If you haven’t read the previous post in this series on rejoicing, it may be helpful.
Often when you are overwhelmed, it is the genuine result of the fact that there are too many things to do in the time allotted. Therefore, there will be things that you are unable to complete. Prioritizing the things that truly need to be done more urgently will reduce the sense of feeling overwhelmed best. Maybe some of the items that are low priorities will even drop off the list. But if you know that some things will not be done, you need to wisely select what those will be, or which things you will do first.
There will always be things to do. But we should be able to see that “feeding the baby” is more important than “hanging a shelf.” It may be that you have multiple tasks that are all of what appears to be equal importance; in that case, prioritize the ones that are easiest to complete. For example, if you have 4 tasks and 3 of them will take 20 minutes each and one of them will take an hour, spend an hour doing the 3 that you can cross off your list. The satisfaction will be greater and reduce your worry. Ultimately, we are to redeem the time (Ephesians 5:15-16), and one way we fulfill that command is by doing what is important.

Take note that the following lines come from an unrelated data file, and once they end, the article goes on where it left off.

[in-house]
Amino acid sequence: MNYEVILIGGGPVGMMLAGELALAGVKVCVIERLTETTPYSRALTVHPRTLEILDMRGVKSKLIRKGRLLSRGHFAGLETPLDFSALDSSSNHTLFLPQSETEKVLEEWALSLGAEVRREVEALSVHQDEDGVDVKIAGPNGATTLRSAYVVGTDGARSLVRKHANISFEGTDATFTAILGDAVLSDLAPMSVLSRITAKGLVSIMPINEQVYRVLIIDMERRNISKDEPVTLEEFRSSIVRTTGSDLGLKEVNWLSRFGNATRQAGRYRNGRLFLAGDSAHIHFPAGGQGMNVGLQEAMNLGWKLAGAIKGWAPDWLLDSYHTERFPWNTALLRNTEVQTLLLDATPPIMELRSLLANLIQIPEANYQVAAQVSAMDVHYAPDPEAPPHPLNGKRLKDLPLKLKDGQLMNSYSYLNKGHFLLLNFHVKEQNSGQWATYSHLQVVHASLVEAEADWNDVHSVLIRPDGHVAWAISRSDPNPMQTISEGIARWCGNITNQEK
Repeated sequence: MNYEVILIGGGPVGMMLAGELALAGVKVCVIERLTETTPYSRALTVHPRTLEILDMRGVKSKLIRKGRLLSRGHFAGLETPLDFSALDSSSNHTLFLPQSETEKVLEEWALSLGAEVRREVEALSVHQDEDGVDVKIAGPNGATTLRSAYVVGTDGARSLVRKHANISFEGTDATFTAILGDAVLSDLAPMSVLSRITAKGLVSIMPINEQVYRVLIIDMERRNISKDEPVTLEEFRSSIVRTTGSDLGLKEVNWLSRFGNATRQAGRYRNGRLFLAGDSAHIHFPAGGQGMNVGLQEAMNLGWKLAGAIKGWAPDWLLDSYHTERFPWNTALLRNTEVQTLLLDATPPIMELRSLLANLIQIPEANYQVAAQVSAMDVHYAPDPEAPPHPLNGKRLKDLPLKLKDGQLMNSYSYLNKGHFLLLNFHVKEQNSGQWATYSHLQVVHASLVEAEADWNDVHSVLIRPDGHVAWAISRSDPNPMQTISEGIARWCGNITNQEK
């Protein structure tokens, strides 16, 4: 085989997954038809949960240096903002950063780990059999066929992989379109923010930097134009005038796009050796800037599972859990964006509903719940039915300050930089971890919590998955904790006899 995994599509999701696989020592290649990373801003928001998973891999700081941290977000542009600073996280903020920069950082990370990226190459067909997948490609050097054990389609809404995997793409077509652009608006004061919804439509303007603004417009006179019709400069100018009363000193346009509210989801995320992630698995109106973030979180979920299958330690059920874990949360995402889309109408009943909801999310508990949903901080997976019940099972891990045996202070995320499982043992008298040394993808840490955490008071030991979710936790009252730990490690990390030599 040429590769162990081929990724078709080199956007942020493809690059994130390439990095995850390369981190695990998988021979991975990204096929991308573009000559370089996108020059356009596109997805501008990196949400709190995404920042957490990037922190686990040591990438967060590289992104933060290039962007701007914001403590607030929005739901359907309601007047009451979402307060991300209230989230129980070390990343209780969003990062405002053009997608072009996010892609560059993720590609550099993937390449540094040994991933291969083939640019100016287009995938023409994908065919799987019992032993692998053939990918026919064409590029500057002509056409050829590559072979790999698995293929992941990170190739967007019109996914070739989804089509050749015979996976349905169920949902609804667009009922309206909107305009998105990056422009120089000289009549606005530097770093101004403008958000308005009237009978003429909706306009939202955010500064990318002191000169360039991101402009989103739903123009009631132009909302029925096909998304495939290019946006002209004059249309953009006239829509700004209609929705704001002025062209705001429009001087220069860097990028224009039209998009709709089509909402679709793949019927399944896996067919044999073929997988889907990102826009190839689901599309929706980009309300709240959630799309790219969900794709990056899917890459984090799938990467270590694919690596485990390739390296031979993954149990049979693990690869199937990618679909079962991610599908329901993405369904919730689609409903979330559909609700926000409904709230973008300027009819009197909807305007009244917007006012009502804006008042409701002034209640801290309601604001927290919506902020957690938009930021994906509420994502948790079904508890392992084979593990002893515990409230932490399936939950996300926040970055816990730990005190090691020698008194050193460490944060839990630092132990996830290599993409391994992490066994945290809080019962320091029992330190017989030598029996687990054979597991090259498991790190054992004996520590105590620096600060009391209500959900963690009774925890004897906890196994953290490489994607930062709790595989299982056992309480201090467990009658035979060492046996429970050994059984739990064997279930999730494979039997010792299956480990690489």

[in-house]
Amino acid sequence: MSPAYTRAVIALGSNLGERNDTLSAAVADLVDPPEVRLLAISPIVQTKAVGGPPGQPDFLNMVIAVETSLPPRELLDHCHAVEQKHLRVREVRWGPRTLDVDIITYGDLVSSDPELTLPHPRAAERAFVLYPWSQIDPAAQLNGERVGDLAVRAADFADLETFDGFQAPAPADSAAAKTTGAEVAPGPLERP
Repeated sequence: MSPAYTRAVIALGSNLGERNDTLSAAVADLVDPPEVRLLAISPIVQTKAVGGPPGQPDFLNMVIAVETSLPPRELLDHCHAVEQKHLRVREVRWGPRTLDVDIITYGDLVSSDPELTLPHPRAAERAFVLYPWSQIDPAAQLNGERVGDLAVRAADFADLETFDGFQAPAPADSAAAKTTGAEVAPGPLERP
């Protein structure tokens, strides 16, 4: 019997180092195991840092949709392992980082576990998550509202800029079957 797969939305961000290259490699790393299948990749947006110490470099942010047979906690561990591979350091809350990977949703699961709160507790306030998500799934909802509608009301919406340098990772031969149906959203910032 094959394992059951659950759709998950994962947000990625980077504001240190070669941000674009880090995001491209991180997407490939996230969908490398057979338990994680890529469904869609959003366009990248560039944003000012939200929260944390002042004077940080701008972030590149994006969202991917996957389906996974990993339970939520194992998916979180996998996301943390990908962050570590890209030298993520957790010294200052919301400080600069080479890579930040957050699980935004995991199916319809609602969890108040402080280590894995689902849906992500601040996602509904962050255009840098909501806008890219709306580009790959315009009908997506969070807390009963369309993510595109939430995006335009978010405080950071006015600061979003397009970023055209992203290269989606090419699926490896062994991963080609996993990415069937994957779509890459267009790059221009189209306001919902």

Oh, and it was assumed in the preceding paragraph that you have a list. The only way to prioritize effectively will be to make a list of what needs to be completed. You can use a task tool like Asana or a checklist on most smartphones or just a good old-fashioned list on paper. Writing out everything that needs to be done gets it out of your head and allows you to properly focus on the current task. Crossing things off a list should give you a shot of endorphins. And without writing things out, it will be hard to sort them based on priority/ease of completion.
Next Wednesday, I will explain how taking action is a part of a good strategy for handling feeling overwhelmed.